Meanwhile, Los Angeles is one step closer to “banning the box,” according to The Atlantic.  “The Fair Chance Initiative” — an ordinance prohibiting employers from asking job applicants about their criminal record — is expected to be considered in the coming months.  If it passes, L.A. will become the second-largest city in the country to embrace the ban-the-box movement (after New York), making it easier for former inmates to find work.


Friedrichs Rehearing Petition Denied

Months after reaching a 4-4 tie in Friedrichs v. California Teachers Association, the Supreme Court has denied the petitioners’ request for a rehearing. The Court waited until its final conference of the Term to vote on the petition, after postponing its decision eight times since April. No opinion was included with the Court’s denial.

While today’s announcement effectively brings the case to a close, the questions presented by Friedrichs — (1) whether Abood v. Detroit Board of Education should be overruled and public-sector “fair share” arrangements invalidated under the First Amendment, and (2) whether it violates the First Amendment to require that public employees affirmatively opt out of subsidizing nonchargeable speech by public-sector unions — may be litigated again and brought back before a (presumably full) Court in the future.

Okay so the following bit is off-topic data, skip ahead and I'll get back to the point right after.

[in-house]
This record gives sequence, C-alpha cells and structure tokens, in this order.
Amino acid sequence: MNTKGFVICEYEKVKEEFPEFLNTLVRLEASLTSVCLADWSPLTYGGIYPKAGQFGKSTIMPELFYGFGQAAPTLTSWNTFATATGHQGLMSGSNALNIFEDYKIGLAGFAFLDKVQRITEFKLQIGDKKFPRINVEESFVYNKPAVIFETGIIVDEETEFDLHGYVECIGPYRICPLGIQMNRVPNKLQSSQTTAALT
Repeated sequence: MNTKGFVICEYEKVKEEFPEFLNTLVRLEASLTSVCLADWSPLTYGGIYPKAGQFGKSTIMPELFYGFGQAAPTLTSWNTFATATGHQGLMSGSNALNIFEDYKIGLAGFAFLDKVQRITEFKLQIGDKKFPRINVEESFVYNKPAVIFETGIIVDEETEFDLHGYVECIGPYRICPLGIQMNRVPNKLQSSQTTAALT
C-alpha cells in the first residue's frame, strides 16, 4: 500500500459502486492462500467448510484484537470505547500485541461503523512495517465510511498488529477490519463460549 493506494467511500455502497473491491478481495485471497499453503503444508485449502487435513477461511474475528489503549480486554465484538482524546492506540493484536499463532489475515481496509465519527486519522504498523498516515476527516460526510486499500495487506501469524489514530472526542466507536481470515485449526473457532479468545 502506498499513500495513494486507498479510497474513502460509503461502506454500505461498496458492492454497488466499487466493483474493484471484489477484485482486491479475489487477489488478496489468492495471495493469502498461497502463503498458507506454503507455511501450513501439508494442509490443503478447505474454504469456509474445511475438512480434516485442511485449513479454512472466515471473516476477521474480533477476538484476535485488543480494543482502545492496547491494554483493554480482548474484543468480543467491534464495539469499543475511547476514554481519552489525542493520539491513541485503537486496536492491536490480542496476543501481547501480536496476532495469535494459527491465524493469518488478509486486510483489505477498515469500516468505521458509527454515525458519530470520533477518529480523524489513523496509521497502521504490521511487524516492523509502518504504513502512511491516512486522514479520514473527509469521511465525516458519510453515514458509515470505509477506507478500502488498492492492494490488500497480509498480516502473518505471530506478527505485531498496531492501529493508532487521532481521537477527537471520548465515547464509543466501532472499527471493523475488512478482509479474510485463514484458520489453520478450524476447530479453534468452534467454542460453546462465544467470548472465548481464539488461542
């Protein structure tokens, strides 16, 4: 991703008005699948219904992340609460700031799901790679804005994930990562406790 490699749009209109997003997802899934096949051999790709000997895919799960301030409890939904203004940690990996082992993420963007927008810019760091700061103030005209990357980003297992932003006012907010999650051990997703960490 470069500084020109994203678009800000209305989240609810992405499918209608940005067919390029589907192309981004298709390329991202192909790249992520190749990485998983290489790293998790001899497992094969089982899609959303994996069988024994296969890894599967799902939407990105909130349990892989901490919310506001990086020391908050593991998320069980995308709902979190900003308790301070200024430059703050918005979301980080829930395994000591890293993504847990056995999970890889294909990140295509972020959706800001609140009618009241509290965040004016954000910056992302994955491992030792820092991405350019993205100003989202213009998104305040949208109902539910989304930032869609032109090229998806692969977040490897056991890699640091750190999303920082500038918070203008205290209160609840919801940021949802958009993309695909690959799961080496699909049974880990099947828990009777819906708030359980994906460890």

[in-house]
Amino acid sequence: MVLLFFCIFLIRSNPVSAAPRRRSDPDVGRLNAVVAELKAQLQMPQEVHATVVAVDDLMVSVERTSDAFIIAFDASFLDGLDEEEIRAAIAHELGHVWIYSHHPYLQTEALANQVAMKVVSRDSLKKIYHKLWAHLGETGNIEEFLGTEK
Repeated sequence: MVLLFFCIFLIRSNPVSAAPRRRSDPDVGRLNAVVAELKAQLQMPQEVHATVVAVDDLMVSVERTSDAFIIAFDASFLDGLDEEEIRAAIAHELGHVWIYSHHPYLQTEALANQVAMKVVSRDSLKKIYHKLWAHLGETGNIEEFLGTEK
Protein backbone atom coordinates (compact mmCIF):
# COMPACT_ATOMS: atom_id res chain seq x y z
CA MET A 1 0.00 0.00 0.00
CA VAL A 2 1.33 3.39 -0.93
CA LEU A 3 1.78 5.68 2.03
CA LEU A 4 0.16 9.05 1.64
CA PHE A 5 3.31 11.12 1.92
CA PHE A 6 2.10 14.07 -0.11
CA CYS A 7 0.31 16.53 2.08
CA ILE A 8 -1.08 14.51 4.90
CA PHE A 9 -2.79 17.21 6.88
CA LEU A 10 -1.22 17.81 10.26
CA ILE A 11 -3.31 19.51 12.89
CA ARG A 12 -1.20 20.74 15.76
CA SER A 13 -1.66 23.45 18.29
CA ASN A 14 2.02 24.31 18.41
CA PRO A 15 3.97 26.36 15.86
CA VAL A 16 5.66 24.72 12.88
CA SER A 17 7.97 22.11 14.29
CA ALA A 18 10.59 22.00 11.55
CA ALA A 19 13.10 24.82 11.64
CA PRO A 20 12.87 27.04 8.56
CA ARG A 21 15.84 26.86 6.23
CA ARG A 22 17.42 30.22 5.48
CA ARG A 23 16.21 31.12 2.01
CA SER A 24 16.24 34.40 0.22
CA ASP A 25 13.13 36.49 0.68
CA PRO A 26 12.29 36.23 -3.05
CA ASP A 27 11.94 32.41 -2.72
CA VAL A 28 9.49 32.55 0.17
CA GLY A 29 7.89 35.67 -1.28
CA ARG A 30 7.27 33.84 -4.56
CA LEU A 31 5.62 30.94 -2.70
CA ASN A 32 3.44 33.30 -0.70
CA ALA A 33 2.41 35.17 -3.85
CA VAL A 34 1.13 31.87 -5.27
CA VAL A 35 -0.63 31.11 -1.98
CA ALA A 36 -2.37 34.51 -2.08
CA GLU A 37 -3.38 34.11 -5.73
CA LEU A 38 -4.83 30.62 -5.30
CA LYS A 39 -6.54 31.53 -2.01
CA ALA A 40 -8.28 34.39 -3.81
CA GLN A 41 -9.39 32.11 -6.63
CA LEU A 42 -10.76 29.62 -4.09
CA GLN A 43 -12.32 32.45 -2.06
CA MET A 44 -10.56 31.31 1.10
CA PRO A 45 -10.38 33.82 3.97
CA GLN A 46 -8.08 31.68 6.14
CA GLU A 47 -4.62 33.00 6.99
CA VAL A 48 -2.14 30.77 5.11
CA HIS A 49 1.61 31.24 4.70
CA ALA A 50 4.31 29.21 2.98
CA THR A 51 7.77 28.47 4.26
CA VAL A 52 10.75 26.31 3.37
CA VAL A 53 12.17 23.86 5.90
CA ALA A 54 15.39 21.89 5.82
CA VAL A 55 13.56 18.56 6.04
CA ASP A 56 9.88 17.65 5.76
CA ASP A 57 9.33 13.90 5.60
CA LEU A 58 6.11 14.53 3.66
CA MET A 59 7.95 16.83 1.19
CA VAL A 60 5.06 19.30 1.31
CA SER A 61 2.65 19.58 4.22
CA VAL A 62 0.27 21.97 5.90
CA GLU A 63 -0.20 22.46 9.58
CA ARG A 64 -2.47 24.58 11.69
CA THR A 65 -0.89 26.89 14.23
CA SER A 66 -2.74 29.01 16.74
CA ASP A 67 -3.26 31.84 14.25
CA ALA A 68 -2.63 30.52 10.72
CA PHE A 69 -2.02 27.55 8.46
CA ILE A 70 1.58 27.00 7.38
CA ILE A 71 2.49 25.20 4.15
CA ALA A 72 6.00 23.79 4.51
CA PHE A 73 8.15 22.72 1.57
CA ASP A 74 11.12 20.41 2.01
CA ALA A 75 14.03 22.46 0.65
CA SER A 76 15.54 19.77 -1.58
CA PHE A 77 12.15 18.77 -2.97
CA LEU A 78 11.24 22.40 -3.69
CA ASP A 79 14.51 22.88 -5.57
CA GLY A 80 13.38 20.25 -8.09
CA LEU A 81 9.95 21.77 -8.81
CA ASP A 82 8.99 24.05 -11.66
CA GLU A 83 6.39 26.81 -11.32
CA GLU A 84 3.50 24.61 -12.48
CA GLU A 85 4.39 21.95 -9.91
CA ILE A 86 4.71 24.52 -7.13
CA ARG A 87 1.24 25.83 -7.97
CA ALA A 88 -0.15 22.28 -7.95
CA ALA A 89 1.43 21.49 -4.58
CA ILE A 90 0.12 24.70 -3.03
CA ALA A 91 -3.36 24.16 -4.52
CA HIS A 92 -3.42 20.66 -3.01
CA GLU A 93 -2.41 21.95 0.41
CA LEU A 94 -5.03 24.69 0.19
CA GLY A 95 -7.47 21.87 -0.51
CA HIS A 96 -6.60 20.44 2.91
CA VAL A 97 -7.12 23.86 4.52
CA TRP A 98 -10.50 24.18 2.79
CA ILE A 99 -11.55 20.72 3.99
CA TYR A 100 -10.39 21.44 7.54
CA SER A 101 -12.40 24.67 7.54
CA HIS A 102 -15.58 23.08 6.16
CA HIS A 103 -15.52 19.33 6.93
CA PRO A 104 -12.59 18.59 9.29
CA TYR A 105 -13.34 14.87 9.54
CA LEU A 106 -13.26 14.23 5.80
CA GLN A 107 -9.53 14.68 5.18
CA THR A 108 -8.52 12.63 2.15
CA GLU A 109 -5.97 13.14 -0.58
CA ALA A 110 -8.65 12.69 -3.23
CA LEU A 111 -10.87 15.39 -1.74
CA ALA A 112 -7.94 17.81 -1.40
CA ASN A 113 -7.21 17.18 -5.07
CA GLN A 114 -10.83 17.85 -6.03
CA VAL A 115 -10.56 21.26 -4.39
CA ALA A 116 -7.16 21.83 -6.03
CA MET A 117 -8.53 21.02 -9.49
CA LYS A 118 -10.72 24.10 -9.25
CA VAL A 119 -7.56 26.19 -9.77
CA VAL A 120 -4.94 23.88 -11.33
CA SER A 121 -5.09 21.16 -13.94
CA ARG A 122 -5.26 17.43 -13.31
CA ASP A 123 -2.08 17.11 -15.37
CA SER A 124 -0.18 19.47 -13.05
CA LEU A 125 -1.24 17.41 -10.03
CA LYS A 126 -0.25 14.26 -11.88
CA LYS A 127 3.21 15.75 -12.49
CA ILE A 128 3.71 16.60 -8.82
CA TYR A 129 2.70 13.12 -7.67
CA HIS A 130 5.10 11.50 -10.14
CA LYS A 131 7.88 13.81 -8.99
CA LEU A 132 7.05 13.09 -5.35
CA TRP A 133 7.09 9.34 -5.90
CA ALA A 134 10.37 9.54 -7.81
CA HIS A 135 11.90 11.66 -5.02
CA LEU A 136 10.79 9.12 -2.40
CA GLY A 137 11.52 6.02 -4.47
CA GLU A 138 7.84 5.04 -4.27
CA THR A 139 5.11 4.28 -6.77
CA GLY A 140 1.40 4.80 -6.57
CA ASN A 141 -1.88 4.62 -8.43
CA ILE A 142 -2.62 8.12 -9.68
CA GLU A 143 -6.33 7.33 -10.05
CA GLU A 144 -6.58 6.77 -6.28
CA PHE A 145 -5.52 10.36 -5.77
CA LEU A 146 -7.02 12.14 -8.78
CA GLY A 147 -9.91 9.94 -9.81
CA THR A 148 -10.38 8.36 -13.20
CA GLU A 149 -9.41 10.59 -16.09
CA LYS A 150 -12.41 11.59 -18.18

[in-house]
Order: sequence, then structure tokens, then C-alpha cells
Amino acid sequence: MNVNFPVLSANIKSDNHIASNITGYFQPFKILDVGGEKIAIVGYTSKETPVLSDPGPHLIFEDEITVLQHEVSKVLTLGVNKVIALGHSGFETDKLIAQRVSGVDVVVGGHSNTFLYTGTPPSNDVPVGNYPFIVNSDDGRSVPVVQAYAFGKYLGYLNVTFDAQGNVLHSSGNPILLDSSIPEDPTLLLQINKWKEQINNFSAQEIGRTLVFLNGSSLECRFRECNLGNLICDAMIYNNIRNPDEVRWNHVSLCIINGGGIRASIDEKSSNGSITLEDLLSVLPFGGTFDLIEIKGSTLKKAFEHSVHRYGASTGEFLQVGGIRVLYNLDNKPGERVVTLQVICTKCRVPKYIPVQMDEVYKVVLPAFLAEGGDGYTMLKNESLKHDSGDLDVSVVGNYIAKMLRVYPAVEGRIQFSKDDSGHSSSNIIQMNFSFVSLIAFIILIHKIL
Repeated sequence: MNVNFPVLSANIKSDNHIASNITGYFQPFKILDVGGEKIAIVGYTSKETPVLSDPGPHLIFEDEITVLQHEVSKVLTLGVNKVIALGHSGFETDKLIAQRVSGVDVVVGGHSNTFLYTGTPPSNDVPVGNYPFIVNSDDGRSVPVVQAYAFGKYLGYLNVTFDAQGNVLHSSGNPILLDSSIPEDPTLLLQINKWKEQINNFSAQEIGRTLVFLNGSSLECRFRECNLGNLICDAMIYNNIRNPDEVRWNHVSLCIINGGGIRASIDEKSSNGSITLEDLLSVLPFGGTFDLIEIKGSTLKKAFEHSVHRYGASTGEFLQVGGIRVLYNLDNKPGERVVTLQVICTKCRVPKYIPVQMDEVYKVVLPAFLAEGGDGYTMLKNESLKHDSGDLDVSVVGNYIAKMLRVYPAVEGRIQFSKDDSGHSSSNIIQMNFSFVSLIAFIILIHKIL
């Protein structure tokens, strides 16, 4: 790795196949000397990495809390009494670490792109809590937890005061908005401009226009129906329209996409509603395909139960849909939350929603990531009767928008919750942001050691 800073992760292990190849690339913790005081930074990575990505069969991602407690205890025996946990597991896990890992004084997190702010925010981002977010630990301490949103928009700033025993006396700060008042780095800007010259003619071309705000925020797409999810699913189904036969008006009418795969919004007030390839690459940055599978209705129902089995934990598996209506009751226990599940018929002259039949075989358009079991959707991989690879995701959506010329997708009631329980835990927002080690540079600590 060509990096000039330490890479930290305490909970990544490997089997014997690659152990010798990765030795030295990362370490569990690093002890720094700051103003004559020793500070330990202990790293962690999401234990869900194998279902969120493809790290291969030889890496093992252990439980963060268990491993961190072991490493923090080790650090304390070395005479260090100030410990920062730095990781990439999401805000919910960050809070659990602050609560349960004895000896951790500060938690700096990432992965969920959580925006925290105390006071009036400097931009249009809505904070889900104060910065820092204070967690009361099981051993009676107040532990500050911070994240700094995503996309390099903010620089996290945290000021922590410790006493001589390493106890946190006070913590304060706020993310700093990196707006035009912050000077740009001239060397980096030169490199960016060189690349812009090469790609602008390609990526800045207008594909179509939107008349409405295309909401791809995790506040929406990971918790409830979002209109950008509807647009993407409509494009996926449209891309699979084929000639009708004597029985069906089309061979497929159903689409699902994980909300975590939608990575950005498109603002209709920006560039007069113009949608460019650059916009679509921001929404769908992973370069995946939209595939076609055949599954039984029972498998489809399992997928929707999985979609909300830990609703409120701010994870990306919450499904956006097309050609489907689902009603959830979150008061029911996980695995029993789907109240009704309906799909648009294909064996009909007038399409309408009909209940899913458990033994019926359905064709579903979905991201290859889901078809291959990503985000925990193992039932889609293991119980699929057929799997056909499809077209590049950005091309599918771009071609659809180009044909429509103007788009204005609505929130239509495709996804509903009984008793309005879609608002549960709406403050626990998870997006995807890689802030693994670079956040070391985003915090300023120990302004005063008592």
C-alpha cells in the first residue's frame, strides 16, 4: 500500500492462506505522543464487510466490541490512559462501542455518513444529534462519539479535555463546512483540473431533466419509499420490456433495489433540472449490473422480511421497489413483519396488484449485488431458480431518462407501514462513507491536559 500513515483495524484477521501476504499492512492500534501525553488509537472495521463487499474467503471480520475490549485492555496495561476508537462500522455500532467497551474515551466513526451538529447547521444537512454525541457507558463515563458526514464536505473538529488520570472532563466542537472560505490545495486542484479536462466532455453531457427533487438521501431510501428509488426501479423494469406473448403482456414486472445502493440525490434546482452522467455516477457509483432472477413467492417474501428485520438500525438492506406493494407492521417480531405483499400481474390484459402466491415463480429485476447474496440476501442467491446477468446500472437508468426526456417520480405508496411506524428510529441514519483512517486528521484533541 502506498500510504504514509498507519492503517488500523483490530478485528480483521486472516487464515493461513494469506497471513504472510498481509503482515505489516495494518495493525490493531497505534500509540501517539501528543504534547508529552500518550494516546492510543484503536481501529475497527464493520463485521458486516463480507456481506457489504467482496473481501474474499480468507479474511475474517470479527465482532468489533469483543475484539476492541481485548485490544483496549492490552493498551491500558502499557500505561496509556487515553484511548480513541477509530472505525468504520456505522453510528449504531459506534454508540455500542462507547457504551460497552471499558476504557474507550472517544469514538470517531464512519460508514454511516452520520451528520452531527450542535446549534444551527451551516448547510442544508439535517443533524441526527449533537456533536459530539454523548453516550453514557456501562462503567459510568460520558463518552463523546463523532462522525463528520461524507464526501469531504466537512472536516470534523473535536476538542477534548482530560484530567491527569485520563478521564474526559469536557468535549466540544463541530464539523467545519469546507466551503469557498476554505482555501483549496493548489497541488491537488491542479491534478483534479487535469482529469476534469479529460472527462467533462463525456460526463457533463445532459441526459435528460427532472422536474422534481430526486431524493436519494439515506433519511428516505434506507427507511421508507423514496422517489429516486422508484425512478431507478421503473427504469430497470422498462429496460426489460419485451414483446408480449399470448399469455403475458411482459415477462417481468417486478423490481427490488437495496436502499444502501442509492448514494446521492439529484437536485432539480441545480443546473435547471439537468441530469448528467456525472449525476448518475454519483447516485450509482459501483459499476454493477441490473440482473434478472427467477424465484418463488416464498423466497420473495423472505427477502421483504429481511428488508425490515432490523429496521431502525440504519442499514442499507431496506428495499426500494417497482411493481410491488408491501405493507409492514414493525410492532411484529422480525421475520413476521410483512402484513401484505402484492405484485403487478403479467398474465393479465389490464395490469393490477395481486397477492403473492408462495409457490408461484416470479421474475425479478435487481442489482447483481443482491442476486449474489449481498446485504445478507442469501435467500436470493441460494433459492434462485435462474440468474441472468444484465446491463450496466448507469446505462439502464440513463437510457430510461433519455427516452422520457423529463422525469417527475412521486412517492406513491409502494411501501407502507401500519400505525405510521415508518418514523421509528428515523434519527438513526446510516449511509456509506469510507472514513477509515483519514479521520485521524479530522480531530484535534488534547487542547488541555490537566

When Will the Republicans in Congress Stop Crying Wolf?

When it comes to the NLRB, Republicans in Congress are long on outrage and short on facts.  In 2011, the NLRB issued a decision in Specialty Healthcare and Rehabilitation Center of Mobile that clarified the standard for when the Board will find that a petitioned-for unit of workers must also include an additional group of workers.  Business lobbyists and their Republican accomplices quickly accused the NLRB of creating a new standard that authorized “micro-units.”  Last week, the Fifth Circuit joined the Fourth, Sixth, and Eighth Circuits in holding that, in fact, “in Specialty Healthcare the Board clarified — rather than overhauled – its unit-determination analysis.”